An alarming new report finds that climate change is a major threat to several of the world’s most popular tourist attractions. From mountains, jungles, cedar forests and ice fjords to towns, ports, beaches, ruins and statues, no site is safe from the wide-ranging impacts of man-caused climate change.
Released by the United Nations Educational, Scientific and Cultural Organization, the United Nations Environment Program and the Union of Concerned Scientists, the report identifies 31 natural and cultural World Heritage sites across 29 countries that are vulnerable to a range of climate change-related impacts, from increasing temperatures, melting glaciers and rising sea levels to extreme weather events, intensifying droughts and more frequent and more severe wildfires.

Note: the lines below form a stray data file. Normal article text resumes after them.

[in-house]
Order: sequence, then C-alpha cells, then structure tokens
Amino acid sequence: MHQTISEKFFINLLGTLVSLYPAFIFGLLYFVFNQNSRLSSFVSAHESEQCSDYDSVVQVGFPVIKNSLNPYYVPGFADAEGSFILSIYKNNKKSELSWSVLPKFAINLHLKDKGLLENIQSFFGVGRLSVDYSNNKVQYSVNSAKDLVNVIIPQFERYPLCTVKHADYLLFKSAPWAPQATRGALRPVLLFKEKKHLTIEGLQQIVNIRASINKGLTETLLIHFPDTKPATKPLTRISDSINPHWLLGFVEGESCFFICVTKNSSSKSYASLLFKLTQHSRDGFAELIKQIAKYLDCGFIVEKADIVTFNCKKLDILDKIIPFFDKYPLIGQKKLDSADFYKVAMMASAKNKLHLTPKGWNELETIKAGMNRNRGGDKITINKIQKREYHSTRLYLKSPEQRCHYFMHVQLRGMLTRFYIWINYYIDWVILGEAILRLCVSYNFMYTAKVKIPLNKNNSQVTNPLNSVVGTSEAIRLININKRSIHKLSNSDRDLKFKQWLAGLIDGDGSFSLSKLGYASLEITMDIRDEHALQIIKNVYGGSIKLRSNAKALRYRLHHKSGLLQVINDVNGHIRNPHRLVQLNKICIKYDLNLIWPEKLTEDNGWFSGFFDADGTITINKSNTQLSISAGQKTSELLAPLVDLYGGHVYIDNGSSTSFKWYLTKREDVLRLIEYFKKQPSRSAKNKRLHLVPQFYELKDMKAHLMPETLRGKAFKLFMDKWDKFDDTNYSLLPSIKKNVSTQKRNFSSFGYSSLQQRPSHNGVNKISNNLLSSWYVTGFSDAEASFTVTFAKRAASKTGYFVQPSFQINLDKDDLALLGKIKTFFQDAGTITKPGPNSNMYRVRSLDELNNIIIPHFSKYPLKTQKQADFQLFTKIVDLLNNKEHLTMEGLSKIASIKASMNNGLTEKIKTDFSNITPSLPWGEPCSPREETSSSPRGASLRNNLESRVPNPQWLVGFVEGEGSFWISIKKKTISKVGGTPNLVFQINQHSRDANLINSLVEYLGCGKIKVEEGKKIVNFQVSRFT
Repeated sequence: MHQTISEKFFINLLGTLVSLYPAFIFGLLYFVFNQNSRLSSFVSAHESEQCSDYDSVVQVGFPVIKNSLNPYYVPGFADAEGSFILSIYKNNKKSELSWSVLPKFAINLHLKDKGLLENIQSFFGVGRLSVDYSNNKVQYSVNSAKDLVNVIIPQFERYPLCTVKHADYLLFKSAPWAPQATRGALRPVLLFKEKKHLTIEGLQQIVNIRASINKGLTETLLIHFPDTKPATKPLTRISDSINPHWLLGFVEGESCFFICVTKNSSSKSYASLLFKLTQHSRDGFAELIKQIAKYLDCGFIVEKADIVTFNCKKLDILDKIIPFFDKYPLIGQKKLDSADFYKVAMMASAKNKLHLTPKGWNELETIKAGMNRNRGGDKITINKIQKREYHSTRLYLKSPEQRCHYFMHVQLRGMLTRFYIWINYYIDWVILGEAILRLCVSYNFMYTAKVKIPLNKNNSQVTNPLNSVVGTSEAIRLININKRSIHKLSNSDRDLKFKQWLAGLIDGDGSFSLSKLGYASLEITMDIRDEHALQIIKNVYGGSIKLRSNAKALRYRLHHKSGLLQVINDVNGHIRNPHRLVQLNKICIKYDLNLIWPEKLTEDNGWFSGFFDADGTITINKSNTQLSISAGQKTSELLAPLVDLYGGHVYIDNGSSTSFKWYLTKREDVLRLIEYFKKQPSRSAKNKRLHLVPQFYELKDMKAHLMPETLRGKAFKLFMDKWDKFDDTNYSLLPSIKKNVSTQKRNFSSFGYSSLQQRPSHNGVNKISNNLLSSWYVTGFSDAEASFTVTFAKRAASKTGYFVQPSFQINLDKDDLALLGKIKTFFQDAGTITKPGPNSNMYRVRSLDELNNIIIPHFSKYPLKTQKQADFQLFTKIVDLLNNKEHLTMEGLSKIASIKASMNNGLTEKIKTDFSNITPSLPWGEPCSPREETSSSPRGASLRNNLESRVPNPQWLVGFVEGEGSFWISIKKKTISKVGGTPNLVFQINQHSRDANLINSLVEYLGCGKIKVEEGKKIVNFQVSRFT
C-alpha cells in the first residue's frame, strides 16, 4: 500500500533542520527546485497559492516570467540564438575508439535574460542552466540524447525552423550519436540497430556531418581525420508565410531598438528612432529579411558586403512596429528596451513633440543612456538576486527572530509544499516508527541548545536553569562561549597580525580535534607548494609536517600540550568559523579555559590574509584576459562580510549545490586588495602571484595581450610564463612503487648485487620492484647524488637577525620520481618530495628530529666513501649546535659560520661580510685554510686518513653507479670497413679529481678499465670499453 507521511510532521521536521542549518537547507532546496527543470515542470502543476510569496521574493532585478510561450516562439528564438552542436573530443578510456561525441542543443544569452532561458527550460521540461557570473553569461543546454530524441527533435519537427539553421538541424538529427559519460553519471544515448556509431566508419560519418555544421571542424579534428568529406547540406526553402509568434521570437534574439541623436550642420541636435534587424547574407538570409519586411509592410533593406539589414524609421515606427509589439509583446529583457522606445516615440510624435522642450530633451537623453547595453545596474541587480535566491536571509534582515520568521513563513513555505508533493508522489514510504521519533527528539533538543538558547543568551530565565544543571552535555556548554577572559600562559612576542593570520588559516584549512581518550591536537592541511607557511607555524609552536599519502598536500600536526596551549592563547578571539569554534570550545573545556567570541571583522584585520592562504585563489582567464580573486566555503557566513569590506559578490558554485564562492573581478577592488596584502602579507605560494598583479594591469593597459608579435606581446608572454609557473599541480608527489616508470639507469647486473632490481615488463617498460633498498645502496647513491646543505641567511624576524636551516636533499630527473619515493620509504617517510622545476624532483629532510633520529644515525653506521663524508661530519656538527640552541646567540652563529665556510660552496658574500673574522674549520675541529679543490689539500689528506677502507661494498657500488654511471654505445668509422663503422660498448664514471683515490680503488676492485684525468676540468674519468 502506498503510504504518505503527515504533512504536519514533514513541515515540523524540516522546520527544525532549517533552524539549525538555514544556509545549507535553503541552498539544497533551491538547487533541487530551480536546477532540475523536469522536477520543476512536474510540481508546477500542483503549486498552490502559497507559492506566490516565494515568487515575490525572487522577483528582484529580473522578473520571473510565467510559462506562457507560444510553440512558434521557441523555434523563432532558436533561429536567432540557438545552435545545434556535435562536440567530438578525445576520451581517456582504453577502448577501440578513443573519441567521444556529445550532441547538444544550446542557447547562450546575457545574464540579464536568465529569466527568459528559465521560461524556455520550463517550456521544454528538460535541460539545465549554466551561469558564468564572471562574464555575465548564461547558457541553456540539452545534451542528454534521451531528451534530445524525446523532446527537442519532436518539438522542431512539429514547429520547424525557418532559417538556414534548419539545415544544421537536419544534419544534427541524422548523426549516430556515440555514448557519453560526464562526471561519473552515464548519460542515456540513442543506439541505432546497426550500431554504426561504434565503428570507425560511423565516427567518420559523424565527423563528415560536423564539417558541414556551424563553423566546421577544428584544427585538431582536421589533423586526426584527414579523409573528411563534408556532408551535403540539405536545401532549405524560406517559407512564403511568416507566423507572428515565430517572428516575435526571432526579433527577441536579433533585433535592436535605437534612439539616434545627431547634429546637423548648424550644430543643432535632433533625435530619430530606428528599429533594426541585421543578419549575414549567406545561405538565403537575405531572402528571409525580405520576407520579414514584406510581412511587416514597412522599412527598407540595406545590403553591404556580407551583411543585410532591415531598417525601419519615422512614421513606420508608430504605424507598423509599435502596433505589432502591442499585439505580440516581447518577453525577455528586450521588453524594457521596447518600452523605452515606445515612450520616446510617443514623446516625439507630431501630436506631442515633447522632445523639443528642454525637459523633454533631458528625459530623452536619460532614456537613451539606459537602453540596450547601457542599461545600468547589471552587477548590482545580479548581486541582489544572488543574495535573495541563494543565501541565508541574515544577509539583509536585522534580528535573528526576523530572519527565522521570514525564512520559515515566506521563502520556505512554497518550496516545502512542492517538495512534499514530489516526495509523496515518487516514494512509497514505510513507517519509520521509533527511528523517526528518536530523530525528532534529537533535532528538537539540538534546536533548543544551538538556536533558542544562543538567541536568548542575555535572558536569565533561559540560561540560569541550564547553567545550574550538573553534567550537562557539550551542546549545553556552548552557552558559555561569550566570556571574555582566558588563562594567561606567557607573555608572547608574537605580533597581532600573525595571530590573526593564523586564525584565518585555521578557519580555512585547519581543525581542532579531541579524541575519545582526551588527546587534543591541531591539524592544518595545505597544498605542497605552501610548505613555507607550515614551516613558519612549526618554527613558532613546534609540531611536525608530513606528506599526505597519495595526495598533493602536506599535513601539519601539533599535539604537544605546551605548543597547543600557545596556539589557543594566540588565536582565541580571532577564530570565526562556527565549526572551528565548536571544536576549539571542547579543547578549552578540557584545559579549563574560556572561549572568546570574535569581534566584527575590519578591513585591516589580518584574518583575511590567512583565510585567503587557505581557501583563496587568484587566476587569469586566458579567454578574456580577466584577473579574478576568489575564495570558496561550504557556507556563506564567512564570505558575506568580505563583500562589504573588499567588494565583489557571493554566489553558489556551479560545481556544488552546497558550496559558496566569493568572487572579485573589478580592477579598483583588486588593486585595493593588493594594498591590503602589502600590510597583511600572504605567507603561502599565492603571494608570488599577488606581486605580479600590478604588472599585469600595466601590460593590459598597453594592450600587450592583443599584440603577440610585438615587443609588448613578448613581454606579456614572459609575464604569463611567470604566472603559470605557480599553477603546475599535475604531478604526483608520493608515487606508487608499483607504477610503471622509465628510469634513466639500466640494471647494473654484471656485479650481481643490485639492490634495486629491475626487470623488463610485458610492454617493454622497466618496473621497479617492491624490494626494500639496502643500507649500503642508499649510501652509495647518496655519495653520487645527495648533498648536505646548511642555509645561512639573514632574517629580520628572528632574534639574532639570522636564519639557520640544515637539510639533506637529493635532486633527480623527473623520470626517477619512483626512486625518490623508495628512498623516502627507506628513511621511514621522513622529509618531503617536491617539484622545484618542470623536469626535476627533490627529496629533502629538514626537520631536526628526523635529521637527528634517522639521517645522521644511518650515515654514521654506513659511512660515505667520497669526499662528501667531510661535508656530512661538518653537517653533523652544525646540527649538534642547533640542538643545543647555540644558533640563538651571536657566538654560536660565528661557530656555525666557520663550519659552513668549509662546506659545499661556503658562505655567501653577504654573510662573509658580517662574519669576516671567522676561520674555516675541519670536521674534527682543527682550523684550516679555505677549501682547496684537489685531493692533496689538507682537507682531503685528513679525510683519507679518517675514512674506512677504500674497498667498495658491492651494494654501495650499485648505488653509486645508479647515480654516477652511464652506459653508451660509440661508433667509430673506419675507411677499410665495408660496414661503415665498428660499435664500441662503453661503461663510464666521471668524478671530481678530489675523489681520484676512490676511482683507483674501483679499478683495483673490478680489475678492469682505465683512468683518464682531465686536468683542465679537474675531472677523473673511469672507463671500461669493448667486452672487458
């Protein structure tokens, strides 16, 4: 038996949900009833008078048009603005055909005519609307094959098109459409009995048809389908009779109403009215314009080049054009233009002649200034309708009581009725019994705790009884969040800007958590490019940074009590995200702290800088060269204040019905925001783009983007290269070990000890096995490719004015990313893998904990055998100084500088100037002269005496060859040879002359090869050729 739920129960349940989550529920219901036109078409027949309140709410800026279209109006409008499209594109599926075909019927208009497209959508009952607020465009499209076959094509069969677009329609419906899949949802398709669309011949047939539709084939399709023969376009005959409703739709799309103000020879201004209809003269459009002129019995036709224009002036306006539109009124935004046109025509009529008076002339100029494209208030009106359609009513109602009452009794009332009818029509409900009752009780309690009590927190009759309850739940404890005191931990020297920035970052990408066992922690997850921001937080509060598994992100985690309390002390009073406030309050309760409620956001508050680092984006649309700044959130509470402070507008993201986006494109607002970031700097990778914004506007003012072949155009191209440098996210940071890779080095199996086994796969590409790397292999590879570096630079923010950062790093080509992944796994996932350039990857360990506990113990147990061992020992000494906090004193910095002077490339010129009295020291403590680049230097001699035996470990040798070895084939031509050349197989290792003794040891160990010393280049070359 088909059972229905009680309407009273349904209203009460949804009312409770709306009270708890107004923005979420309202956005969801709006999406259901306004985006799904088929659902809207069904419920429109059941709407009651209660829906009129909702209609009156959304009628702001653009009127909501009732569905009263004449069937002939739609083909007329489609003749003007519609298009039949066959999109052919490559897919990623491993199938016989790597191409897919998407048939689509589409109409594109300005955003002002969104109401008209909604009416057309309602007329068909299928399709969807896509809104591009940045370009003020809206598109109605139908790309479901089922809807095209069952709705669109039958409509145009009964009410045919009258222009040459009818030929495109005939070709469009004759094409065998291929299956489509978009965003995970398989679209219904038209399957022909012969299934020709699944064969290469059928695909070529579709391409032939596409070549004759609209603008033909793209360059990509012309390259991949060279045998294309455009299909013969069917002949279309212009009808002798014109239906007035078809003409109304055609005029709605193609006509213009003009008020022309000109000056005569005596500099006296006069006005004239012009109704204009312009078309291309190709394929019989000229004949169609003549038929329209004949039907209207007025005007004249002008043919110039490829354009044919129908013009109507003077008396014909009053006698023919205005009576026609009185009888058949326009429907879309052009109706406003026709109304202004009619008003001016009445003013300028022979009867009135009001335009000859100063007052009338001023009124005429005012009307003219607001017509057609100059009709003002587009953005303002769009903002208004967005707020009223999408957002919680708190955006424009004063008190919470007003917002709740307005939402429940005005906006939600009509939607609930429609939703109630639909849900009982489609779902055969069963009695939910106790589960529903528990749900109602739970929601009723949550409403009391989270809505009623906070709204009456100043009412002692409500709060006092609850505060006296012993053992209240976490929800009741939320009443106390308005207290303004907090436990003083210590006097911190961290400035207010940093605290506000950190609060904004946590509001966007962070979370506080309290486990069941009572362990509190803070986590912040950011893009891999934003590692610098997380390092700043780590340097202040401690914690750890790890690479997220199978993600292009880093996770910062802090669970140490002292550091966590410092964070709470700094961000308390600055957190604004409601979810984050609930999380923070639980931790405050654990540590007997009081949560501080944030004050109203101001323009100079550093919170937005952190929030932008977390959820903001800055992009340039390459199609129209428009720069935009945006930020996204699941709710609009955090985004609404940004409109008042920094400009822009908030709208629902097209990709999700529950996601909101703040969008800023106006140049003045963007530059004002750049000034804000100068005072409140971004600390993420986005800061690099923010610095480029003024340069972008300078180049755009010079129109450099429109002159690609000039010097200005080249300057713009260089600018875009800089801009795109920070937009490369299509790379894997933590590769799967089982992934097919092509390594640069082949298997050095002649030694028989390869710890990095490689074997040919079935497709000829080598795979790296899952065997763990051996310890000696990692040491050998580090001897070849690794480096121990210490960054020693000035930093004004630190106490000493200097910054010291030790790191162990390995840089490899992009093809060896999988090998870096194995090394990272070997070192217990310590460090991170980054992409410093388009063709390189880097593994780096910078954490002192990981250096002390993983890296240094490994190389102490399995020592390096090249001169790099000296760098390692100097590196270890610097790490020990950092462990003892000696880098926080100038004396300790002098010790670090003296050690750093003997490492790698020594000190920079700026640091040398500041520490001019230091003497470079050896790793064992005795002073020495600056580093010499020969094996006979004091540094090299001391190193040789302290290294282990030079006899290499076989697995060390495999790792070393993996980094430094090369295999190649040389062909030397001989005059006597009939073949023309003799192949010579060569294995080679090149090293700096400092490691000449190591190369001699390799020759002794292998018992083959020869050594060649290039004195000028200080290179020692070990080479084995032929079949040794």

“Climate change could eventually even cause some World Heritage sites to lose their status ,” said Adam Markham, lead author of the report and deputy director of the Climate and Energy Program at UCS.
Tourism, one of the largest and fastest growing economic sectors, will likely be affected by the dramatic changes expected at these sites, and so will the local communities that depend on that tourism. At stakes are billions of dollars in both conservation expenses and tourism revenue. But tourism and climate are engaged in a vicious circle, as the report’s authors stress that tourism itself is set to contribute an even greater amount to climate change.